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Google to stop reading your emails for Gmail ads !

Tech giant Google Inc will no longer scan the contents of your emails to serve up personalised adverts. Privacy advocates have long criticised Google’s practice of using email data to tailor advertising, however, now the company is all set to put an end to the method.

Google announced the change in a blog post recently. It will go into effect later this year.

“G Suite’s Gmail is already not used as input for ads personalisation, and Google has decided to follow suit later this year in our free consumer Gmail service. Consumer Gmail content will not be used or scanned for any ads personalisation after this change,” Google said in a statement. 

This decision brings Gmail ads in line with how we personalise ads for other Google products.

Ads will continue to appear inside the free version of Gmail, as promoted messages. However, instead of scanning a user’s email, the ads will now be targeted with other personal information Google already pulls from sources such as search and YouTube.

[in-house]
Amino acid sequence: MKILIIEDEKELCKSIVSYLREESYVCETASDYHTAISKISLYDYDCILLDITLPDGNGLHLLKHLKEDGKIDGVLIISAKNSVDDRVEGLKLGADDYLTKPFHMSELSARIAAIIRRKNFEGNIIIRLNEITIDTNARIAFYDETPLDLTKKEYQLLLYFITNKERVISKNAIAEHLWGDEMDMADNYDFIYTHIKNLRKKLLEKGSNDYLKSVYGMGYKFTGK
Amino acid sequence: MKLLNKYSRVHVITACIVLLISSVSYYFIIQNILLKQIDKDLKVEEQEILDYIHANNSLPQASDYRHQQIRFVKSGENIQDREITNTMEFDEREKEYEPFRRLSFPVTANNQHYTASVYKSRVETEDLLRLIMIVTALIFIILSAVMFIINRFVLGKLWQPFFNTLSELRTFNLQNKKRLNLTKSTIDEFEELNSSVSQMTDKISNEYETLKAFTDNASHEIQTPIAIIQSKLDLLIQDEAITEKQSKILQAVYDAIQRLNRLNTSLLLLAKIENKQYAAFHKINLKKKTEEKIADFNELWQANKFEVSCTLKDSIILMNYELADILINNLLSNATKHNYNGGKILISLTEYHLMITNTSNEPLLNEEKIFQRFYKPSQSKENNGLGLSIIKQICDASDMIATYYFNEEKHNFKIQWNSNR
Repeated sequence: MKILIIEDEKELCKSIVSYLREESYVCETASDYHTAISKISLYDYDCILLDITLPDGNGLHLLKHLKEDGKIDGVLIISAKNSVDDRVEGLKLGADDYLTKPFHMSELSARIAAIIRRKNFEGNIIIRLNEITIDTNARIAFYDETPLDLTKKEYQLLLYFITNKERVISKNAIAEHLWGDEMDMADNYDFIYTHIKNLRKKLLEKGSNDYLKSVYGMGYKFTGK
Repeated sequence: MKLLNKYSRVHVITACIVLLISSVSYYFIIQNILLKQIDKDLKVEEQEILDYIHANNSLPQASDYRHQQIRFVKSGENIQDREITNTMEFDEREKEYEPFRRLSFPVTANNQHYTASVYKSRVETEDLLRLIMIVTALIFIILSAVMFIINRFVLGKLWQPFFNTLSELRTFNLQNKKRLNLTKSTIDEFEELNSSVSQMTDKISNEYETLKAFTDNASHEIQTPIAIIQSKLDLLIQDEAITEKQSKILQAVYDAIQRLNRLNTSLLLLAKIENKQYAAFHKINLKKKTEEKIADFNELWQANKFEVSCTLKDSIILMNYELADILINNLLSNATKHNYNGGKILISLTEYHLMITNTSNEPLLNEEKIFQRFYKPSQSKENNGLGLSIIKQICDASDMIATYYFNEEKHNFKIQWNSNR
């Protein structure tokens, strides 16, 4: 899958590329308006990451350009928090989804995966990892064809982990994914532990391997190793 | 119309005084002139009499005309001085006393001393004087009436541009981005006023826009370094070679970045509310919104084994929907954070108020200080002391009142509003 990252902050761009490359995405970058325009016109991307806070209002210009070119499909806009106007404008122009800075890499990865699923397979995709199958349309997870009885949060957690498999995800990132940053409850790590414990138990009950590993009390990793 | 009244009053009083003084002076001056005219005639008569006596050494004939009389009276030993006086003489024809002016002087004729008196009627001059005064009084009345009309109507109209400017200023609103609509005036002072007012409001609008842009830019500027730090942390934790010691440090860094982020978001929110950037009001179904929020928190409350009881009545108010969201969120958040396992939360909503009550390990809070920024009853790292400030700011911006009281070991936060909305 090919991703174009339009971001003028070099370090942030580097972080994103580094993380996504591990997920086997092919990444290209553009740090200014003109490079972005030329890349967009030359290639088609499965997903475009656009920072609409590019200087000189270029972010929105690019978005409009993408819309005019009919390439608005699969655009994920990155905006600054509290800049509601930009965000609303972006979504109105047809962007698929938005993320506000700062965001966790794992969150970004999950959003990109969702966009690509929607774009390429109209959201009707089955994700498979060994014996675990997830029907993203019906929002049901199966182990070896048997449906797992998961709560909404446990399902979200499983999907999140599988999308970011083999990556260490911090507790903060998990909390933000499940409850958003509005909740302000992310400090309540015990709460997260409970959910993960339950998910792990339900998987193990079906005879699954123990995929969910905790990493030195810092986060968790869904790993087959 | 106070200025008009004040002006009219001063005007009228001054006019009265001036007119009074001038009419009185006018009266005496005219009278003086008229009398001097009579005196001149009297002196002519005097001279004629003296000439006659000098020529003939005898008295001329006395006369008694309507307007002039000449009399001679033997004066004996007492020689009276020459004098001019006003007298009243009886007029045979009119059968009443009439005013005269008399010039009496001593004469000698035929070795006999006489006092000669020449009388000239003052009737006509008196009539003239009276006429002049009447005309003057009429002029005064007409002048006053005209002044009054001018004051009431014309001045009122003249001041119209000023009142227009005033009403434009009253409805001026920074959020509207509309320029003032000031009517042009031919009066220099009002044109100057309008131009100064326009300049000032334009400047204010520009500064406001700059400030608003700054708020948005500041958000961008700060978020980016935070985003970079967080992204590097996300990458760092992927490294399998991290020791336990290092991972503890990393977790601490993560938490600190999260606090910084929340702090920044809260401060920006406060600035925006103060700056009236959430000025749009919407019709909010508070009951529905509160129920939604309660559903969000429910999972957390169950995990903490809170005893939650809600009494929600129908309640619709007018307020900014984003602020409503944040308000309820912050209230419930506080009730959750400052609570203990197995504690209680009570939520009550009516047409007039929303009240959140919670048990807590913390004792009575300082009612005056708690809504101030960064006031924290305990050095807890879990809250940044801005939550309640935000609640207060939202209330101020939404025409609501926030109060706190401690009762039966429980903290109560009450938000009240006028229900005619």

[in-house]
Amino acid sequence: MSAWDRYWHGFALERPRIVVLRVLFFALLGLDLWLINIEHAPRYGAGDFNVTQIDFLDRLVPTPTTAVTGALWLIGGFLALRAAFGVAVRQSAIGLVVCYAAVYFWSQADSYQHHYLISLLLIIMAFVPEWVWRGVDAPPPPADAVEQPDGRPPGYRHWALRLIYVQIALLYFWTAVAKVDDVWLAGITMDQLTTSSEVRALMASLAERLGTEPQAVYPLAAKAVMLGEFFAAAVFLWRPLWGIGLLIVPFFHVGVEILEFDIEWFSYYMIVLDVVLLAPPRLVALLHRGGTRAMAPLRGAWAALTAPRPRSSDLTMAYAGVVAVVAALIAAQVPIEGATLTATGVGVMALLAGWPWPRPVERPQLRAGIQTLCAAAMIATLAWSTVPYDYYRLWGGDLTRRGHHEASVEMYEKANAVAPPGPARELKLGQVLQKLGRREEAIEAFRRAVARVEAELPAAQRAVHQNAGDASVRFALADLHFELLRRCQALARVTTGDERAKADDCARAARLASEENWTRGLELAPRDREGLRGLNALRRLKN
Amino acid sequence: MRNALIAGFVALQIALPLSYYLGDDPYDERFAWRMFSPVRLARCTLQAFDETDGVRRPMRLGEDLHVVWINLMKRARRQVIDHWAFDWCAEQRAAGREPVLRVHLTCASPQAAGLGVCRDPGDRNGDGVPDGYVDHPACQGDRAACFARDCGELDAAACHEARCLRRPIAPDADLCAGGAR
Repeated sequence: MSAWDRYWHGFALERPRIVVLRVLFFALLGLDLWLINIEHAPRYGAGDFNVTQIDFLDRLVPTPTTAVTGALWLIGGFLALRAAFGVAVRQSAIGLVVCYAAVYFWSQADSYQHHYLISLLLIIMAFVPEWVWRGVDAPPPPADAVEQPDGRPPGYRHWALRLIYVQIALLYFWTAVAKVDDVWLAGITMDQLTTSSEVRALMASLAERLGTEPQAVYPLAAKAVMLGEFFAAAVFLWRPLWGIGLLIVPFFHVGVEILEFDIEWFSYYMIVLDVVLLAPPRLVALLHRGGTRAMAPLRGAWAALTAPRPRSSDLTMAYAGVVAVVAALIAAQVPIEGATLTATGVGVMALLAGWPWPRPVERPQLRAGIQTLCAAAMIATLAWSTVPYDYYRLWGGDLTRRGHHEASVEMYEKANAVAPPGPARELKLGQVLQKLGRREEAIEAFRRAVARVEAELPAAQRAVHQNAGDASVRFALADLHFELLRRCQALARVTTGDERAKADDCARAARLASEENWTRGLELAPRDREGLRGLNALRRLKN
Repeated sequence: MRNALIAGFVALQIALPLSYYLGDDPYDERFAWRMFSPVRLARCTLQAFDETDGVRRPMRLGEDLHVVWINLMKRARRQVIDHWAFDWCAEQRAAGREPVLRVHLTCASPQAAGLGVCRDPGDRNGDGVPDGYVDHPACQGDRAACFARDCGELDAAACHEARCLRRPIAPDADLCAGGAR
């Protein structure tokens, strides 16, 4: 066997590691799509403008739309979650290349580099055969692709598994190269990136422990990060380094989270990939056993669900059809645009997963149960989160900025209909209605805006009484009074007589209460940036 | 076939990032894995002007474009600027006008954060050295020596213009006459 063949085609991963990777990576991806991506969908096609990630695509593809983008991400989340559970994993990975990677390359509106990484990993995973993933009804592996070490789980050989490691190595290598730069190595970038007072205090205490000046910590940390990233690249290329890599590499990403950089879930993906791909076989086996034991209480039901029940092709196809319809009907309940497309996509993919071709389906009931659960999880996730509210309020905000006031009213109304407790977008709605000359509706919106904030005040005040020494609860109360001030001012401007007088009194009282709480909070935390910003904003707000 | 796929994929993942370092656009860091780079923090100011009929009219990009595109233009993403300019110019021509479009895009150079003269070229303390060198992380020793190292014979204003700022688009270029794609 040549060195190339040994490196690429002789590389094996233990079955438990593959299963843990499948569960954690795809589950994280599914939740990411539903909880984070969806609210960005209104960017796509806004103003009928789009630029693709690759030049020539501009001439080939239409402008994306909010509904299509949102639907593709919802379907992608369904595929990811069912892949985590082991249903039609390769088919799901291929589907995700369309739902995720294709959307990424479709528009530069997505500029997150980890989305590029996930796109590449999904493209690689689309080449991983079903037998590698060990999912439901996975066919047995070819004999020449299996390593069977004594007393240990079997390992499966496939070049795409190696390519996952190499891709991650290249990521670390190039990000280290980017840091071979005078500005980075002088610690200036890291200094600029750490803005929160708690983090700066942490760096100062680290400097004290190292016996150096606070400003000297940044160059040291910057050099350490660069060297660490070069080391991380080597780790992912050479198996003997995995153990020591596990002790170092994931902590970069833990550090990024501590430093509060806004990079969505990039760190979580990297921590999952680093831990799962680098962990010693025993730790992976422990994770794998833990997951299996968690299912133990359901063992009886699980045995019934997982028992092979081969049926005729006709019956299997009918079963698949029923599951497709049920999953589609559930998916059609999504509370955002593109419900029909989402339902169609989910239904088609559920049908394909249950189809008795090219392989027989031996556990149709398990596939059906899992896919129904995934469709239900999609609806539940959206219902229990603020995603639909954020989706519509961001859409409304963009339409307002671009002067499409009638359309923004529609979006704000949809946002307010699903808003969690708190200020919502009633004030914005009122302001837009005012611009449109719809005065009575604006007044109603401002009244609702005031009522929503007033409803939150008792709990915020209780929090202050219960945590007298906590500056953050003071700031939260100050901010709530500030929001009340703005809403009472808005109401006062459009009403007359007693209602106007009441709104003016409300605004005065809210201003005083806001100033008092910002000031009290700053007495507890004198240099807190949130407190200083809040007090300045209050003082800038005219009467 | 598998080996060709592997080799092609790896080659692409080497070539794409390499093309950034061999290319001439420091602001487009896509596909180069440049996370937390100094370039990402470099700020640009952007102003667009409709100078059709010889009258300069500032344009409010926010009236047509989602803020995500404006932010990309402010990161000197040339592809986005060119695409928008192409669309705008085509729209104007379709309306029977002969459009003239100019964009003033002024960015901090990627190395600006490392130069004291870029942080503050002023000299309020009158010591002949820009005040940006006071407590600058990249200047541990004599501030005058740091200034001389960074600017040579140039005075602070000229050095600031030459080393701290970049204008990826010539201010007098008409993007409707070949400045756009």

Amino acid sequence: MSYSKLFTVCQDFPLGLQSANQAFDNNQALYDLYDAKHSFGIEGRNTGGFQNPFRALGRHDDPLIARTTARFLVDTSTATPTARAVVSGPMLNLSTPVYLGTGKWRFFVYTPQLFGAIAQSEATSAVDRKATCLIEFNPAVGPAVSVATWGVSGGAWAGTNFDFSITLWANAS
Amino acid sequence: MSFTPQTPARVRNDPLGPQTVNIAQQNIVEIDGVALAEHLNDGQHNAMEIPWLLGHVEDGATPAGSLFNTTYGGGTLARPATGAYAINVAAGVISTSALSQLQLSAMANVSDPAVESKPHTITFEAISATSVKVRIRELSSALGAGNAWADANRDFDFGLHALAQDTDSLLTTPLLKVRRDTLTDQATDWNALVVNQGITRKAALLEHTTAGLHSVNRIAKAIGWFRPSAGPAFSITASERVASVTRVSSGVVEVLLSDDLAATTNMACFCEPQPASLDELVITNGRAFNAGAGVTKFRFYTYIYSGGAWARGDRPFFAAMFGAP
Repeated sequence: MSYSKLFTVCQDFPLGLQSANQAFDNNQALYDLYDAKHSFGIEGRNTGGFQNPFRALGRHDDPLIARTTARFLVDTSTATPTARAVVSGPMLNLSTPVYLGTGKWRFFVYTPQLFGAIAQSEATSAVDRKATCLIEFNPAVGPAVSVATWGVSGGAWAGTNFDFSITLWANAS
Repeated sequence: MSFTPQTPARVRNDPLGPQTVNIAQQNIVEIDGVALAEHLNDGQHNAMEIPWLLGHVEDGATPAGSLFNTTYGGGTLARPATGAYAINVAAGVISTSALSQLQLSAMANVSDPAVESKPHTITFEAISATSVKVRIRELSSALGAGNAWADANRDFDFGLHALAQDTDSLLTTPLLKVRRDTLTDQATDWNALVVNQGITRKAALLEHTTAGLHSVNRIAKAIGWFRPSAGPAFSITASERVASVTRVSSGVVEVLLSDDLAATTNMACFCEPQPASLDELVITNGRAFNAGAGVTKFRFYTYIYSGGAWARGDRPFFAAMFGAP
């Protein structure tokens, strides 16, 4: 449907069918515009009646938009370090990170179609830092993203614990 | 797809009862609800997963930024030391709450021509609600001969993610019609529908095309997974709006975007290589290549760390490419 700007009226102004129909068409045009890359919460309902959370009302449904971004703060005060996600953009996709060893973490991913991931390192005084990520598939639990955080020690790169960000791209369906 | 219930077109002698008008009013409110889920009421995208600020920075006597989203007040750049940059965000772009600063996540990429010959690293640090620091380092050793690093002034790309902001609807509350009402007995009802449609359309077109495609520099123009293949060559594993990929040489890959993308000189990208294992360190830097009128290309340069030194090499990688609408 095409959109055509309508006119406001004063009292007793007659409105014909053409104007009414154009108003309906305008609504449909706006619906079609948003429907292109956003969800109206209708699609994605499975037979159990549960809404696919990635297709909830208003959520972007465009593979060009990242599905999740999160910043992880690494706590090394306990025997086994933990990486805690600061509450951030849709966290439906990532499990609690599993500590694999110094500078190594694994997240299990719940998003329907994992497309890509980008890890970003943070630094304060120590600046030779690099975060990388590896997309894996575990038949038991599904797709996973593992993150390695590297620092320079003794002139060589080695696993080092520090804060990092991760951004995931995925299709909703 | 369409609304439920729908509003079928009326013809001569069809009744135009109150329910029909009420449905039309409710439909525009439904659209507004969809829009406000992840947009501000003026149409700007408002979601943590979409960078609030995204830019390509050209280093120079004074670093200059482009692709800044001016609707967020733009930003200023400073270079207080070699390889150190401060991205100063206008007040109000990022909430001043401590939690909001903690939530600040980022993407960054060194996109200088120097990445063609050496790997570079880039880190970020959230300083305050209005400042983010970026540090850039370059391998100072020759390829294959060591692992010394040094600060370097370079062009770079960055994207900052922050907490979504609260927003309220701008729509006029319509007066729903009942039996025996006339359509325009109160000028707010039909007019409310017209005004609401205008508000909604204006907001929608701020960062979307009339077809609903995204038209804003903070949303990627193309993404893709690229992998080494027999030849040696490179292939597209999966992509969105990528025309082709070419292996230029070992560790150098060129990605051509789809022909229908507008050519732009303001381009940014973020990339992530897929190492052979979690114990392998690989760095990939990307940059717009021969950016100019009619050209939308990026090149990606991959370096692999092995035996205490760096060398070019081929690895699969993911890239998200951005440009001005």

Ads based on scanned email messages drew lawsuits and some of the most strident criticism the company faced in its early years, however offered marketers a much more targeted way to reach consumers.

“Ads shown are based on users’ settings. Users can change those settings at any time, including disabling ads personalisation. G Suite will continue to be ad free,” Google added. 

Google has been in the practice of accessing your emails to create adverts which are shown in Gmail, nearly since its inception.

Google will still scan the content of your emails for the purposes of its anti-spam, anti-phishing, malware detection services.

Google scans content, including email, for purposes other than advertising, and it will still need to. Its terms of service says it analyzes content for custom search results and spam and malware detection. In the blog post, Google also called out its anti-spam, anti-phishing, and Smart Reply features for Gmail — all of which require the company to analyze email content.


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